- A proper squat will be most effective at building muscle as well as reducing your risk of injury.
- Remember the cues! Feet shoulder-width, chest upright, shoulders back, tight core and firing back up through the heels, glutes and legs.
- There are many variations to the squat; try them out! If you are new to lifting, it’s always wise to find someone nearby to help. Consult a coach or personal trainer.
FAQs About Proper Squat Form
What is the correct form for squats?
Proper squat form is keeping a shoulder-width stance with the toes pointed slightly out. One must also maintain a solid core and trunk while moving down and back up. Let the knees track over the toes during squats, driving through the heels and leg muscles to return to standing.
How do I know if my squat form is good?
A squat should not be painful or injurious at all; if you notice things feeling off or even painful, stop and solve the issue at hand before continuing to train with bad form. Also check how your weight is distributed. Being too far forward or backward can lead to other issues, so keep flat-footed while squatting. If a squat becomes unnecessarily tough at a certain point, it could mean a technical flaw, or a muscle weakness. Work on these minor flaws to have a smooth and efficient squat.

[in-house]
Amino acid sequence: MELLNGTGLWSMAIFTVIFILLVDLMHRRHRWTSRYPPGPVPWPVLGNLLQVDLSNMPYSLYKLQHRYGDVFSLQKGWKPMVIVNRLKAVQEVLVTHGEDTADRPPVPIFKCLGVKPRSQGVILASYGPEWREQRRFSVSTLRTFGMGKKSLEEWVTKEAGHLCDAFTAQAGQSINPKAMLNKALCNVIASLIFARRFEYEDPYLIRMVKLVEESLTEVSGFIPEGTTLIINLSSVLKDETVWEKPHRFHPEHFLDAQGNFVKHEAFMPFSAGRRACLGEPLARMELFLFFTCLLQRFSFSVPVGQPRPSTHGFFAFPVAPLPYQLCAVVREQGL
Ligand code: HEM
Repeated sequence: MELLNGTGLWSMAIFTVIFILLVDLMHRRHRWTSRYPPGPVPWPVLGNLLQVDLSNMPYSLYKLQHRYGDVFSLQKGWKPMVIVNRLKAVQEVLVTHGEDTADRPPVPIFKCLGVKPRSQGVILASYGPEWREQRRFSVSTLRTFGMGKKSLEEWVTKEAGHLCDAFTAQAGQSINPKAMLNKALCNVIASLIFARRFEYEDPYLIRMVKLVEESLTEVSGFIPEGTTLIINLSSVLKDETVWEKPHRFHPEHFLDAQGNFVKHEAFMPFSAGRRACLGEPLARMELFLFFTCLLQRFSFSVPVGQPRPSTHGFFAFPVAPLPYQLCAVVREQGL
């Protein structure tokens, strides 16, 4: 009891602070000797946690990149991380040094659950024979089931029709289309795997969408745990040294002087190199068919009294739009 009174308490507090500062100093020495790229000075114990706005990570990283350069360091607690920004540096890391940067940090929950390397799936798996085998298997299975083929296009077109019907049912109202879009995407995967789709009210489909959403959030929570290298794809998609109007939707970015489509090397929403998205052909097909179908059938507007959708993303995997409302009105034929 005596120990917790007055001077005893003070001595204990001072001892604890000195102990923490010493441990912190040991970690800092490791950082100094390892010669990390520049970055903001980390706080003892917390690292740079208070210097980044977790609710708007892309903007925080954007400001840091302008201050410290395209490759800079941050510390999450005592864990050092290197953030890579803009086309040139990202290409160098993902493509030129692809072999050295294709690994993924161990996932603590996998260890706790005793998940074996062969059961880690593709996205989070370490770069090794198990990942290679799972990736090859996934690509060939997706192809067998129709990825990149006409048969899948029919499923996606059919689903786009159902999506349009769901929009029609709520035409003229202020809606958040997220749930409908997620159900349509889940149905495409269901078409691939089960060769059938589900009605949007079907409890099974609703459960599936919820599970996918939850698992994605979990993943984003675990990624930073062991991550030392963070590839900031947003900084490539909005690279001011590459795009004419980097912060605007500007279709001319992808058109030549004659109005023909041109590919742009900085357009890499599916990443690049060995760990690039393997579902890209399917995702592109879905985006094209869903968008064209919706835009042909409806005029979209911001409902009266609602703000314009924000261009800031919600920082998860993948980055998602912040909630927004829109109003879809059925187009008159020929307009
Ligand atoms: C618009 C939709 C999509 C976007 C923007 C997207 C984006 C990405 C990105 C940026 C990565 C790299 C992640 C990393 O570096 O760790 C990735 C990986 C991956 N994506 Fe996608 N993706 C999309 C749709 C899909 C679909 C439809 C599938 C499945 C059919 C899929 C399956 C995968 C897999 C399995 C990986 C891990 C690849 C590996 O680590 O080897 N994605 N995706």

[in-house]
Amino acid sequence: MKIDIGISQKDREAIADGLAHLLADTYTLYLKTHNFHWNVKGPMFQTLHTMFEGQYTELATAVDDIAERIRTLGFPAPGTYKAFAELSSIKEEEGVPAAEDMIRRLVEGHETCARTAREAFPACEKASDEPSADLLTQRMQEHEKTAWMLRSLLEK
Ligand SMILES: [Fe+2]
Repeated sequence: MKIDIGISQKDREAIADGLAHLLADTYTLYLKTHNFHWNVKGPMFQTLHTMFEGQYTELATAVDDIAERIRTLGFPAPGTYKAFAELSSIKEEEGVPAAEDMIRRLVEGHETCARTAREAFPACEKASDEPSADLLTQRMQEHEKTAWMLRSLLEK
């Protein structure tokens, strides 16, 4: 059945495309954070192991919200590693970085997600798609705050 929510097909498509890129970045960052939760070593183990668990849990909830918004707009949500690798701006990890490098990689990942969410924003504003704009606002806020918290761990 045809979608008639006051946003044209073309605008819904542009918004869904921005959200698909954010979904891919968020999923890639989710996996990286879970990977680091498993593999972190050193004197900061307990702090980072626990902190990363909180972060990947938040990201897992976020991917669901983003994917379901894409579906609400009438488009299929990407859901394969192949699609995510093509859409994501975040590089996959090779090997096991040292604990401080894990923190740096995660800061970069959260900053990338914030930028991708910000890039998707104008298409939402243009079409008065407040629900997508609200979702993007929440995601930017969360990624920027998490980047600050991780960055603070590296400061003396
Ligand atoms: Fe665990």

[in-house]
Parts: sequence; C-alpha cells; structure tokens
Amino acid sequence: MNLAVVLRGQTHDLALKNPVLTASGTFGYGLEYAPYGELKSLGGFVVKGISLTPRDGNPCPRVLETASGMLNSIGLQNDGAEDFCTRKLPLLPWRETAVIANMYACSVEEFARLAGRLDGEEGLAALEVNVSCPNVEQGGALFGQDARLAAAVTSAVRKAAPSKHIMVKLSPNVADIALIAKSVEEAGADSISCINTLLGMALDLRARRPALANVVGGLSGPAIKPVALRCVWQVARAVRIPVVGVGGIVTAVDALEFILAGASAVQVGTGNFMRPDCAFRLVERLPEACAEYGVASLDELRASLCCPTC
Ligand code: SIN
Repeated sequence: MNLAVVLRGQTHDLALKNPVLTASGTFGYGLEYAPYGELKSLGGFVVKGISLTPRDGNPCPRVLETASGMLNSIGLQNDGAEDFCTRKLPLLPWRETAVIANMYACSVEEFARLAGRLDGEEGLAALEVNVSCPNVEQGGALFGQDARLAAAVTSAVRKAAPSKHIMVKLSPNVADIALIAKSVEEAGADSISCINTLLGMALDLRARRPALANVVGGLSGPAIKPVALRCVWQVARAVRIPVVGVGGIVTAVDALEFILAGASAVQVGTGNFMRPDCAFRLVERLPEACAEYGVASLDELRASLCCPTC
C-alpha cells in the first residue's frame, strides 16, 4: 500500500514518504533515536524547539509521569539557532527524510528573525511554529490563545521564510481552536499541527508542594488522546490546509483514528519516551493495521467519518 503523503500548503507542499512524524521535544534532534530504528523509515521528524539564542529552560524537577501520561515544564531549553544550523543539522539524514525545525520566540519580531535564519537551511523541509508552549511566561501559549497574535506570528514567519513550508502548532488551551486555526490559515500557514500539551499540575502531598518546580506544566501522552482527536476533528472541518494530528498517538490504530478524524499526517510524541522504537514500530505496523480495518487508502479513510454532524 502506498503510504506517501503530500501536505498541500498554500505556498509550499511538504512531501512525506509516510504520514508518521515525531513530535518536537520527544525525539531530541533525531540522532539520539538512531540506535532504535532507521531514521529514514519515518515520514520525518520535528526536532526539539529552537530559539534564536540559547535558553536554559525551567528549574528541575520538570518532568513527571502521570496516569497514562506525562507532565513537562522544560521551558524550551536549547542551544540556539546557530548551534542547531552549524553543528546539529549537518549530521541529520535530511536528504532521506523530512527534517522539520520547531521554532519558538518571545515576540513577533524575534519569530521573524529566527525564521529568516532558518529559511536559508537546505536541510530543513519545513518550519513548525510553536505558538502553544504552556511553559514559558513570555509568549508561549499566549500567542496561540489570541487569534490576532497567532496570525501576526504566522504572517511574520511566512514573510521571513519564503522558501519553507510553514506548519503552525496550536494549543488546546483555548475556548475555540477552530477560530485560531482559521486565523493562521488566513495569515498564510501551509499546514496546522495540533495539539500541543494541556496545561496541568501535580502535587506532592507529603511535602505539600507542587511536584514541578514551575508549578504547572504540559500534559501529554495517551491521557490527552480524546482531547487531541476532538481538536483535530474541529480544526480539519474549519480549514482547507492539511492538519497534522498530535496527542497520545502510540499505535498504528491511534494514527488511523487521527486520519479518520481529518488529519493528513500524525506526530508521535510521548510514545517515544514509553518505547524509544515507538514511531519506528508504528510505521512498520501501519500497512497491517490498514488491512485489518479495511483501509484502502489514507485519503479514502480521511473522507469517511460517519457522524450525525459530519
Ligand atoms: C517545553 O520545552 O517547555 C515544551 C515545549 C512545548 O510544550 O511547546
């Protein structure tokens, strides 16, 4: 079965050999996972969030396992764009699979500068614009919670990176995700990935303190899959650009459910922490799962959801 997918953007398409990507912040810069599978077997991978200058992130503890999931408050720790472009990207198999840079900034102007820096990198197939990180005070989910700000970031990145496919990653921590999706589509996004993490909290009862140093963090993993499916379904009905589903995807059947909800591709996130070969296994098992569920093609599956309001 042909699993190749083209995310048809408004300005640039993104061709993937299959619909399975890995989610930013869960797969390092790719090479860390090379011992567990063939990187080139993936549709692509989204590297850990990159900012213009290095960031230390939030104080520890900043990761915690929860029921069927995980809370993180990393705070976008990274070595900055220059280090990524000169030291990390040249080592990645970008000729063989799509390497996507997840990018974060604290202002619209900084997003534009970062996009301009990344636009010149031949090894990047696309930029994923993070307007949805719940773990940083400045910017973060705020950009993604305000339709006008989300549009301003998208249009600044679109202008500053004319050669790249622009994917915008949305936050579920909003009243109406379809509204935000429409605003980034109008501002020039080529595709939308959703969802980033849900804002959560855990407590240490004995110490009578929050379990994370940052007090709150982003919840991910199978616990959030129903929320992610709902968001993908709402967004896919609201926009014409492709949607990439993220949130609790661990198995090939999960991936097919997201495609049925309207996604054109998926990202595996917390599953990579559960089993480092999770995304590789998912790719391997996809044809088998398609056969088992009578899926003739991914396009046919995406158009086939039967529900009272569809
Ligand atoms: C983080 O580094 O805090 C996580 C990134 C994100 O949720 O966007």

What are three techniques for a proper squat?
Make sure you have the proper position first: Shoulder-width stance and a tight, braced core.
Keeping the chest up and upper body engaged, squat down to below parallel.
Push the heels down to stand up to the starting position.
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I’ve competed in Olympic-style weightlifting for over two decades of my life, training in two squatting movements. I train a myriad of other exercises to help my lifts, but one foundational element I always go back to is squatting. Through this experience, I’ve picked up a thing or two about proper squat form.Let’s go over some of the tips and technical cues I’ve learned over the years to help you achieve good form, » Read more about: Proper Squat Form: Tips From an Olympian » Read more